Hawai’ian toilet paper

“Toilets are no mere receptacles for waste, but a domestic feature that connects us to the world: that which exits our bodies goes somewhere, whether we choose to think about it or not.”

– explains Dr. Lucy Pickering, a Sociology Anthropology and Applied Social Sciences Adviser of Studies, and Lecturer, at the University of Glasgow, Scotland, in her paper ‘Toilets, Bodies, Selves: Enacting Composting as Counterculture in Hawai’i ‘ (Body & Society Vol. 16 No. 4, December 2010).
The author looks at the everyday defecatory practices of hippies and drop-outs in Hawai’i, who :

“… rejected multiple bathrooms, indeed indoor bathrooms altogether. They did not believe that ‘American toilets are the best’ but abandoned them in favour of hand-made receptacles of varying design.”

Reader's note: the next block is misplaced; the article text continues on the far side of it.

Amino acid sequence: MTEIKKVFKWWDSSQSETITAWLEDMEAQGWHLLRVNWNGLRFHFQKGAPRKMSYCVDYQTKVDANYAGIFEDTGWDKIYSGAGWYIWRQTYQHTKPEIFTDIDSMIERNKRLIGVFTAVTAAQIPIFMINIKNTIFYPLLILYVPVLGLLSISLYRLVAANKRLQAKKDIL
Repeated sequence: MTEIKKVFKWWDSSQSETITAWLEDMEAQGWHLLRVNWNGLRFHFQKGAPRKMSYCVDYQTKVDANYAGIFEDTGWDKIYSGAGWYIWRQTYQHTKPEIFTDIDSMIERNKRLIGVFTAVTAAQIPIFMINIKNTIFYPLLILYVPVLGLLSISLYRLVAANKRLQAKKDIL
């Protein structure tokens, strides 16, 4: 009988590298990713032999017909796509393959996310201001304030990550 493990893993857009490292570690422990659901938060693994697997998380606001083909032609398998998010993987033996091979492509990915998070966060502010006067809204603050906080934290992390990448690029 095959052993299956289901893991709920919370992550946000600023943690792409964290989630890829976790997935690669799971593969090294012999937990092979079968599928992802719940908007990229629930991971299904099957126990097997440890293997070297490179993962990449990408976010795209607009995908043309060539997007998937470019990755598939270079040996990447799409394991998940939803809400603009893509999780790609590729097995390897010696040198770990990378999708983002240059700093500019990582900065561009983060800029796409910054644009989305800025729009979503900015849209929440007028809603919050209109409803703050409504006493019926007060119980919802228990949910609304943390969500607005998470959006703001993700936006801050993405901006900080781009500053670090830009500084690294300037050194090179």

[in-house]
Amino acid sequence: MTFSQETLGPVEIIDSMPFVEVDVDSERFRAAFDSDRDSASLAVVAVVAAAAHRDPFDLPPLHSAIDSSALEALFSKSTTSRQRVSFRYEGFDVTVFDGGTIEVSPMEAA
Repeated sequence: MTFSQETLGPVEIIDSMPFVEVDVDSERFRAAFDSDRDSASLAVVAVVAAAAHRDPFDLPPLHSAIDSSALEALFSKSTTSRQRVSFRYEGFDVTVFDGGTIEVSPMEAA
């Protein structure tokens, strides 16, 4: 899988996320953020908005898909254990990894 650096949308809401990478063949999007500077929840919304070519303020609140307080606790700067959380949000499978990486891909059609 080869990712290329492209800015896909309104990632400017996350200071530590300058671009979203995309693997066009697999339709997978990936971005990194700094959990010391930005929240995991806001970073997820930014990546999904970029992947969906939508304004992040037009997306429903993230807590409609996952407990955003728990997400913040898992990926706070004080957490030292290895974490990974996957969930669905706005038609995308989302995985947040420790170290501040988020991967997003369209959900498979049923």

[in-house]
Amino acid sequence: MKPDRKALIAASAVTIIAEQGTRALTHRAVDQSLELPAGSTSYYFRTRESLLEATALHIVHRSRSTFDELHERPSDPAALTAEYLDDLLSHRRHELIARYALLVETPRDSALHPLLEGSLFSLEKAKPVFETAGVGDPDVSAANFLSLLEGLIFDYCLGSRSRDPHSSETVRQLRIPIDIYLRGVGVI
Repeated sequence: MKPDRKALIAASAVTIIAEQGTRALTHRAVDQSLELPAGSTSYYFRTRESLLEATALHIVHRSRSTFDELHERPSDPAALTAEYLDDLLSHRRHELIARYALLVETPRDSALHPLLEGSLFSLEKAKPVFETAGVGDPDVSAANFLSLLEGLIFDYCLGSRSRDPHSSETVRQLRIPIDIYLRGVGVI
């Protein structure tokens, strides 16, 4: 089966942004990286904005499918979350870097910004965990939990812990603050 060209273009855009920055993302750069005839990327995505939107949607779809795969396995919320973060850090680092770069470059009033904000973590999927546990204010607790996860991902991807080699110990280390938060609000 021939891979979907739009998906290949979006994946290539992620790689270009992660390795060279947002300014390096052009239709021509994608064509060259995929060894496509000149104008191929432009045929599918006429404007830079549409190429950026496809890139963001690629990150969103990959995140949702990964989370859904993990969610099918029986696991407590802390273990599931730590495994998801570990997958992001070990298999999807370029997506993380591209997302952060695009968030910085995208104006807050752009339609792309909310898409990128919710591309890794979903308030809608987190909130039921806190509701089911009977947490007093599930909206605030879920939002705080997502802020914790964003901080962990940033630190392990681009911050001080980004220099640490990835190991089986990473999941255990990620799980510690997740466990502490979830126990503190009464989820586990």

Citing previous toilet-focussed works from Slavoj ŽižekTanizaki Jun’ichirō, and of course Sigmund Freud, the author concludes that perhaps there could be a political  dimension to the composters’ bathroom-rejection?

“Through toilets, the people with whom I worked generated multiple connections with their immediate environment – and through that with each other – and enacted a daily critique both of male gender as bounded and of US toilets (and therefore the USA?) as ‘top of the evolutionary or civilizational scale’.”